Purpose The purpose of this paper is to investigate the reading habit and attitude among rural communities in the low literacy rate areas in Malaysia. Design/methodology/approach Multi-stage cluster and simple random sampling were employed and 400 respondents who live nearby the rural library were selected. Findings Moderate levels of reading attitude were obtained from the result of the study, in which several variables produced a significant relationship in the reading attitude (education level, household income and time spent in reading). Practical implications Better understanding on the reading habit and attitude among rural communities could produce better information on the service provision towards the establishment of rural libraries in low literacy rate areas in Malaysia. This would also increase the utilisation of reading sources and services provided. Originality/value The paper provides better understanding on the reading habit and attitude among the rural communities in the low literacy rate areas in using the facilities provided by the rural libraries. The findings may be useful to the rural literacy and library development community in the developing countries.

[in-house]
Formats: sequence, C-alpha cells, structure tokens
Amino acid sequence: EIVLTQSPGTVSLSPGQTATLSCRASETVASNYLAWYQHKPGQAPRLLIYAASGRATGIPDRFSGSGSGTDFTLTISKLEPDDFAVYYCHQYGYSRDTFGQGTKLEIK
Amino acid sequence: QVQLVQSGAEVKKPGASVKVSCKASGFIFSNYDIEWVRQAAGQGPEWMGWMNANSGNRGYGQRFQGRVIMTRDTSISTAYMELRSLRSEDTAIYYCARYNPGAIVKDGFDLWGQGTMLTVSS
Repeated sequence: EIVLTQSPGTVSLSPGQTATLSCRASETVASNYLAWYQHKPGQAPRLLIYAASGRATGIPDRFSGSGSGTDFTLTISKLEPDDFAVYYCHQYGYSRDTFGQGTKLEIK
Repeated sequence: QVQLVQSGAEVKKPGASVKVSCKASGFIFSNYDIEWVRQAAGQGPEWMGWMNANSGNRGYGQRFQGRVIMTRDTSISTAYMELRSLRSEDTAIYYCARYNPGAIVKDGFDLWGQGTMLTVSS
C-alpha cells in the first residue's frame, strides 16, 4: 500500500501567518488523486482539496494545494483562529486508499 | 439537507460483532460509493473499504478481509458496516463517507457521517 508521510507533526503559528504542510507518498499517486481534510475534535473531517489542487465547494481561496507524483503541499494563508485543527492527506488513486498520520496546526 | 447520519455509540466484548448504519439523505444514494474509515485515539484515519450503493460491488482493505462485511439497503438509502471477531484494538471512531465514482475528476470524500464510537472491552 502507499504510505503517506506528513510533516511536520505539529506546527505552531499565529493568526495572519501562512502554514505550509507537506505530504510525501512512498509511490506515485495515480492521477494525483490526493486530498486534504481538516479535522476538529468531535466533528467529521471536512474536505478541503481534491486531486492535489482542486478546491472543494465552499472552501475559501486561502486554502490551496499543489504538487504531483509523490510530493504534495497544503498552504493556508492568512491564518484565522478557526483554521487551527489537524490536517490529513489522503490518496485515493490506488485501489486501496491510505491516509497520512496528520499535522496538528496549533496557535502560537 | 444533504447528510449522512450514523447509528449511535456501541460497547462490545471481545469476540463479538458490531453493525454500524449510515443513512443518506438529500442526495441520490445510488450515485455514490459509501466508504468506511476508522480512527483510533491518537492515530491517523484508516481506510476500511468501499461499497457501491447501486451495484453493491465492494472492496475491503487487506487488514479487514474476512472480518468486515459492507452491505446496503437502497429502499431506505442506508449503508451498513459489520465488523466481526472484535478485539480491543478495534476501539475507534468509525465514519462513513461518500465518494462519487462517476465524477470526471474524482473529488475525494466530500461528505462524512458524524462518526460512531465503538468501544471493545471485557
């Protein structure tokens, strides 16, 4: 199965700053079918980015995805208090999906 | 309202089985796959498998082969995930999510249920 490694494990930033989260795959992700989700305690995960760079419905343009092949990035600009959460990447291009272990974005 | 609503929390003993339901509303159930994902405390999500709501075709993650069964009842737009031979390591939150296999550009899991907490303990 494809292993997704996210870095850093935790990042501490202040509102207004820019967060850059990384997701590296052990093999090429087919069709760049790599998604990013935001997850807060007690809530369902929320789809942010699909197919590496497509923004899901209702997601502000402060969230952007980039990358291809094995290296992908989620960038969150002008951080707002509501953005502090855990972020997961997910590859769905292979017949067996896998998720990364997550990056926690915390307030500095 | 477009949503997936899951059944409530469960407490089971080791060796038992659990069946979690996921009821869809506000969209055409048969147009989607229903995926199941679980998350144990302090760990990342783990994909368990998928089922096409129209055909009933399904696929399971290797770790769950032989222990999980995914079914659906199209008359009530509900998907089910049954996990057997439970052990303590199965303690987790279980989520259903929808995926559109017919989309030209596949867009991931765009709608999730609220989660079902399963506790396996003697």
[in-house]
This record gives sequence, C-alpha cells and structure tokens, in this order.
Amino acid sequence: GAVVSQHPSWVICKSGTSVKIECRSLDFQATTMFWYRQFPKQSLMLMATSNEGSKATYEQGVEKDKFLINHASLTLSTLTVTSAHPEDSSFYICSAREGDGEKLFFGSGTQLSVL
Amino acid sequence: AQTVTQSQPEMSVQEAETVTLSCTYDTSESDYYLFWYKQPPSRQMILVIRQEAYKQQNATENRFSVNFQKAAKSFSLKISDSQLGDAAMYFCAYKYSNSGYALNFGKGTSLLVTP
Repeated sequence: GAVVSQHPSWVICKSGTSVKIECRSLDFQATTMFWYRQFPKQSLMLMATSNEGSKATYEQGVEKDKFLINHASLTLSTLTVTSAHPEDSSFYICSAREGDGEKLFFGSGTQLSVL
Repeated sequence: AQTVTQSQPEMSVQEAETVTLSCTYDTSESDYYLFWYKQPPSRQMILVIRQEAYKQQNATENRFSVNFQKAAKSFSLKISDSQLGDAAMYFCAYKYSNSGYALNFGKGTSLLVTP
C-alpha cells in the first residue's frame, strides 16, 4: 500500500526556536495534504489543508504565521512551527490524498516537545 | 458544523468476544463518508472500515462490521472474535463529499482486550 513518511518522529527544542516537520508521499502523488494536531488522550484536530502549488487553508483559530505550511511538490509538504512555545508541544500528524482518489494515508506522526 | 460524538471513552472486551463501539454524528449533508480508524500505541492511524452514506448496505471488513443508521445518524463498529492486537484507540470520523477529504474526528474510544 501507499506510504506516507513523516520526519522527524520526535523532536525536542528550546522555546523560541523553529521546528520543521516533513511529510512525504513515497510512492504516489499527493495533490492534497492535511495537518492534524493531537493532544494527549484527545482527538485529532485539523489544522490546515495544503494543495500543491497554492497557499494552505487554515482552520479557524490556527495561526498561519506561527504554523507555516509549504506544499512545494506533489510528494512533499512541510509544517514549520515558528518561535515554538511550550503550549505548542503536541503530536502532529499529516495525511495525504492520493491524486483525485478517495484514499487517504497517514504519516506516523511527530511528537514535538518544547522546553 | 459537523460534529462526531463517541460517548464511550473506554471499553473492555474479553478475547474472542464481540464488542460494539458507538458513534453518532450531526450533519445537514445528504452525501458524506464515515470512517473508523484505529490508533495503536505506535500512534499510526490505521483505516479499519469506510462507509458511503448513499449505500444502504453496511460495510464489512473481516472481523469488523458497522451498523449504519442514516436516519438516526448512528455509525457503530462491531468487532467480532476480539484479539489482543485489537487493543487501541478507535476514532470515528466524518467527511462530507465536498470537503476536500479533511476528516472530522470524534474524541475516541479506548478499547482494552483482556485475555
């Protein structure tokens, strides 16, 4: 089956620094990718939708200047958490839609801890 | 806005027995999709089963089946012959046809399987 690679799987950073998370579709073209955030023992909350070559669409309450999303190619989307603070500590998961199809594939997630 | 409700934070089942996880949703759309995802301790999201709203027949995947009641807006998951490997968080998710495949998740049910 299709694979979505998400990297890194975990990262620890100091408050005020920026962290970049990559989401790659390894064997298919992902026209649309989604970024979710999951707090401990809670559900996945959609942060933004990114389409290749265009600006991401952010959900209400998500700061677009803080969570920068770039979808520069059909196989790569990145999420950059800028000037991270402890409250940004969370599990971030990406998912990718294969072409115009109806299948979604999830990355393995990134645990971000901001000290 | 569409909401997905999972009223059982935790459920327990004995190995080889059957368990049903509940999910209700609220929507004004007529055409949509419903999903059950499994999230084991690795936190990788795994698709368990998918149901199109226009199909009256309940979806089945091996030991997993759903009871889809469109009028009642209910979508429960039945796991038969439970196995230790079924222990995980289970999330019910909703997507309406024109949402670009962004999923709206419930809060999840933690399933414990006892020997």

Purpose The purpose of this paper is to advocate for change in academic library space assessment and use philosophy in favor of a more user-centered approach emphasizing space designed for and by users themselves. This goal is achieved by analyzing the implementation of a recent space assessment project at the University of Northern Colorado Libraries to investigate specific patterns of library space utilization. Design/methodology/approach This paper presents a case study for which data were collected through a multi-method approach, including flip chart and whiteboard questions, brief semi-structured “tabling” interviews, and more in-depth “roving” interviews. Findings The current library literature on space assessment does not encompass broader, more holistic approaches to how library space is used by students, faculty, staff and community users. The findings from this study highlight the diversity of ways patrons may use an academic library, many of which are related to academic work. However, visitors also come to the library for other purposes, such as socializing or attending an event. It is imperative that the space be adequately equipped to meet varied visitor needs and to create a welcoming environment for all patrons. Originality/value The paper has several implications for planning and managing the operations of medium-sized academic libraries. It contributes to the larger conversation in higher education about the importance of user research for enhancing visitor experience through data-informed decision-making. Furthermore, the project it details is not an isolated assessment effort but part of the library’s ongoing space assessment work.